Recovering from Anal Surgery

How To Cope or Recover After Anal Surgery

Anal surgery can be very extensive, but often is necessary to establish a diagnosis of anal cancer or to ensure that anal cancer is not present. Sometimes the only way to obtain an adequate specimen is in the operating room. Our goal is to try to treat patients early, when they don't have large volumes of disease, so they can be treated in the office. This is a much easier process. (Please see the section on office-based treatment here.) We usually advise patients that they we will need 2 to 3 weeks to recover from anal surgery before being able to return to work. This is a similar recovery period to a hemorrhoidectomy. Based on our experience we recommend the following as the best way to recover from anal surgery.

  1. The most important thing you can do to facilitate your recovery is to keep your bowels soft and moving and AVOID CONSTIPATION at all costs. Most of the pain and discomfort that people have after this kind of surgery is related to bowel movements.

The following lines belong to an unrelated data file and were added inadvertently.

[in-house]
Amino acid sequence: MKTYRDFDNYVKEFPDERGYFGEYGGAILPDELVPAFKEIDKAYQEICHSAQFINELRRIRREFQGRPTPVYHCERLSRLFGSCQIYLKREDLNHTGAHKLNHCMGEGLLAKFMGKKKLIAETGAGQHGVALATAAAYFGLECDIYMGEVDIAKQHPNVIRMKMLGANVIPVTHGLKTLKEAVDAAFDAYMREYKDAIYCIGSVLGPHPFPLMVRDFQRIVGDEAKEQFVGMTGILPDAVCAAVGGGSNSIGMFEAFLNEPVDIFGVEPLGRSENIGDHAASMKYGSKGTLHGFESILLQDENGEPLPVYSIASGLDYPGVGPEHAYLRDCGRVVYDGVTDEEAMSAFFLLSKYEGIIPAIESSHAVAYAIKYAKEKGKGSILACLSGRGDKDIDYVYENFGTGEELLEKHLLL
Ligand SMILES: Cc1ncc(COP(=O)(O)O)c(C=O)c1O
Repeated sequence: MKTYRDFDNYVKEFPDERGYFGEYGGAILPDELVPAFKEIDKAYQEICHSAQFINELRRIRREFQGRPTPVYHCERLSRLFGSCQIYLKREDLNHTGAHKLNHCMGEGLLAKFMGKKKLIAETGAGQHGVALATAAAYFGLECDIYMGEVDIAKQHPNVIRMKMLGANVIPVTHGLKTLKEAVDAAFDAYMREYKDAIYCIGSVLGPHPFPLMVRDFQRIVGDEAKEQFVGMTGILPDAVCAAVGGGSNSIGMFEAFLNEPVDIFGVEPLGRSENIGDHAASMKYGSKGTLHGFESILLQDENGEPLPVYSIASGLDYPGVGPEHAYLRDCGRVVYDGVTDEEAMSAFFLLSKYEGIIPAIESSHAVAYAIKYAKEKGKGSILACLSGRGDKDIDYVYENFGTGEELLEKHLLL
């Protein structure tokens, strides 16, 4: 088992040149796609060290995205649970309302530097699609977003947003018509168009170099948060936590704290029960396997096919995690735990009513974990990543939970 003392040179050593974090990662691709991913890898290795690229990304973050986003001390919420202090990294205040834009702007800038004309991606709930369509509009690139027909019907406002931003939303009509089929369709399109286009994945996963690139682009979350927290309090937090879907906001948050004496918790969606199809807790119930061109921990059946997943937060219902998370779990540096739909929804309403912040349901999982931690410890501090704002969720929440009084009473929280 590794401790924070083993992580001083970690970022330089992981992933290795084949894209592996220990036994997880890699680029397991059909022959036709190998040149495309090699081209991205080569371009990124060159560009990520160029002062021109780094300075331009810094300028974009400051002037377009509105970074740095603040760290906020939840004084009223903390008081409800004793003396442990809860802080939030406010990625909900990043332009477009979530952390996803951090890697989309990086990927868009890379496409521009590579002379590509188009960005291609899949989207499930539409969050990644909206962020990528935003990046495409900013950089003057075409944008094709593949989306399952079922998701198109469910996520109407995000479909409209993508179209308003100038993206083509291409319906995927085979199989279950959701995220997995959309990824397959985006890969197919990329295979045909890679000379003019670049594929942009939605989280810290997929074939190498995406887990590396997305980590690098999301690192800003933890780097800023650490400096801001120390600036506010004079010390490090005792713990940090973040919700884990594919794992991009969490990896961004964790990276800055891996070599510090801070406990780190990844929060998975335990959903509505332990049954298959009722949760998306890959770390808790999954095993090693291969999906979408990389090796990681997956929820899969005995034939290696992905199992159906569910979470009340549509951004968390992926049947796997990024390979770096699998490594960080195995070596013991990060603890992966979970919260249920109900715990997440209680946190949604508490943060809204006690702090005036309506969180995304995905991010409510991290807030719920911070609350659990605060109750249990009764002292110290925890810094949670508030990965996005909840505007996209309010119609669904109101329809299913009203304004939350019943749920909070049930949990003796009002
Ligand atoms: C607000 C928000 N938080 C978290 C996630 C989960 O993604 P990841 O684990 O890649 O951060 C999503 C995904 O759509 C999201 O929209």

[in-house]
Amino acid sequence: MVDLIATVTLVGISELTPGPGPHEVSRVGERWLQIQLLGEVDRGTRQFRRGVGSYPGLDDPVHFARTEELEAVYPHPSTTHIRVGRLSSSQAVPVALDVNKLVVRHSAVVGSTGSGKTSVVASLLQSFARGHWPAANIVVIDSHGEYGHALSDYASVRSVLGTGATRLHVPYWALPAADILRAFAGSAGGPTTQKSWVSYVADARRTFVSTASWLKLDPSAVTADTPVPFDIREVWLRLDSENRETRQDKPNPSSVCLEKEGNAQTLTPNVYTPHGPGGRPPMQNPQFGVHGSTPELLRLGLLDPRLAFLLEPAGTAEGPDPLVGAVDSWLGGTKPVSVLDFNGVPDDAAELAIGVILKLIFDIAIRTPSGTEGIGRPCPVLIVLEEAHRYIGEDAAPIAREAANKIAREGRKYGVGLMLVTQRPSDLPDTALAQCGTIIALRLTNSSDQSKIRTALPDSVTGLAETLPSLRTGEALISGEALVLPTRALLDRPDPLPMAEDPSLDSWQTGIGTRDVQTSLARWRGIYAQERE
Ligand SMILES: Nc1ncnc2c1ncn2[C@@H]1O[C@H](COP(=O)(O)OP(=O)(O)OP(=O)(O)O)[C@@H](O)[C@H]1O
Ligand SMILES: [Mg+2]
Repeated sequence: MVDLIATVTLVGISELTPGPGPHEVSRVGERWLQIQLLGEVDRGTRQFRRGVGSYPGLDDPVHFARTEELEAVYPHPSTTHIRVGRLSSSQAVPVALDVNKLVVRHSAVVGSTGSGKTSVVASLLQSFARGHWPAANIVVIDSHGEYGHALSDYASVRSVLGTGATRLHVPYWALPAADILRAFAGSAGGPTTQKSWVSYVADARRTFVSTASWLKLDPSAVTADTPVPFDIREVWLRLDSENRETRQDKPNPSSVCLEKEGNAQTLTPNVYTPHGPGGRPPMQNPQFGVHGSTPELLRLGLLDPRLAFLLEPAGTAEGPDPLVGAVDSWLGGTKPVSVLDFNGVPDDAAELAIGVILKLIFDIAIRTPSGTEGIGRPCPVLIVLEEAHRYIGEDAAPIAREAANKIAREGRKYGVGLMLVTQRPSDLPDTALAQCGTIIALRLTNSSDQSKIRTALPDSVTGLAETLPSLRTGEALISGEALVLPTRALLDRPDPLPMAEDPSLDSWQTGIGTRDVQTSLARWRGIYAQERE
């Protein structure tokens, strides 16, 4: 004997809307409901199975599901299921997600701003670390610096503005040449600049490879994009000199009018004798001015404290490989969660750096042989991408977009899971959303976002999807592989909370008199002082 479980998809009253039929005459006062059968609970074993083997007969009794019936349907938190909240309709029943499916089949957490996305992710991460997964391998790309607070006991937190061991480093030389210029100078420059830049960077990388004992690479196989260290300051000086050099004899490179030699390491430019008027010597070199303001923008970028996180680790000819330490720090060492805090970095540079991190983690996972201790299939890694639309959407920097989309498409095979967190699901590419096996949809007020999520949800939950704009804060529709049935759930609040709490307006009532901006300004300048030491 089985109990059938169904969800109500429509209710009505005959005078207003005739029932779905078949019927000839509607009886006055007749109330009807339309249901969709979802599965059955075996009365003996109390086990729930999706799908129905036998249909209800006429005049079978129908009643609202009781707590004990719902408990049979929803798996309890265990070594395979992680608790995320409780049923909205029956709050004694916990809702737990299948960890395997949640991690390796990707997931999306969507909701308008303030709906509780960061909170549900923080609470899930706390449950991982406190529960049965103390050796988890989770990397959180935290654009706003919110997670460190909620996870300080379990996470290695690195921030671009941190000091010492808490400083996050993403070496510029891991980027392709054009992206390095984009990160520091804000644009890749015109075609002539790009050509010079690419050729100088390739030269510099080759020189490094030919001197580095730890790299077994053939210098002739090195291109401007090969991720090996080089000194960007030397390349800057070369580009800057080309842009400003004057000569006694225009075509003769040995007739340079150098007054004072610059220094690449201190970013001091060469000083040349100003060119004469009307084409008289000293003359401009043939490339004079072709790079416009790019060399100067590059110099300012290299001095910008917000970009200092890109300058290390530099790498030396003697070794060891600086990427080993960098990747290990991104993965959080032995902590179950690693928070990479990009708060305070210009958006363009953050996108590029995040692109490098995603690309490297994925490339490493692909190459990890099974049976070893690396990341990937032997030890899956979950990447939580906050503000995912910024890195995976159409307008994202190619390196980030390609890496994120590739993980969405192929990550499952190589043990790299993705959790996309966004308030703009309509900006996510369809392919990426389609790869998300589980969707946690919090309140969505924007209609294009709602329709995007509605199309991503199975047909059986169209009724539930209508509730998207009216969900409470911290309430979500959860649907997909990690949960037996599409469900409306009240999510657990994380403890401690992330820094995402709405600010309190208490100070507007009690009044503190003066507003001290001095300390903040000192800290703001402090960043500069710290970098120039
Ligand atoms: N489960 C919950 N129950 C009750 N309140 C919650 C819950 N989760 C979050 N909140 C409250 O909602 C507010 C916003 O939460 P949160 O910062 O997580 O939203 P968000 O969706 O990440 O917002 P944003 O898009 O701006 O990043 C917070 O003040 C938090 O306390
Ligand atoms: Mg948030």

2. In the week prior to the surgery begin taking stool softeners such as Colace or Docusate and adding a fiber supplement to your daily routine such as Benefiber, Citrucel, Metamucil or a similar product. The goal is to have soft but formed stools.
  3. Stay well hydrated and drink lots of fluids including juices and Gatorade. Your colon helps to maintain water balance in your body and if you get dehydrated this can cause constipation and hard stools.
  4. You must continue to eat. Fasting to avoid having bowel movements does not work well as people find they end up feeling constipated after a few days and then strain to go to the bathroom, which is painful and can lead to fissures.
  5. Eat a regular diet and avoid foods that are constipating; only you as an individual know what those foods are. Eat plenty of fresh fruits and vegetables. Avoid excessively hot and spicy foods that might burn on the way out.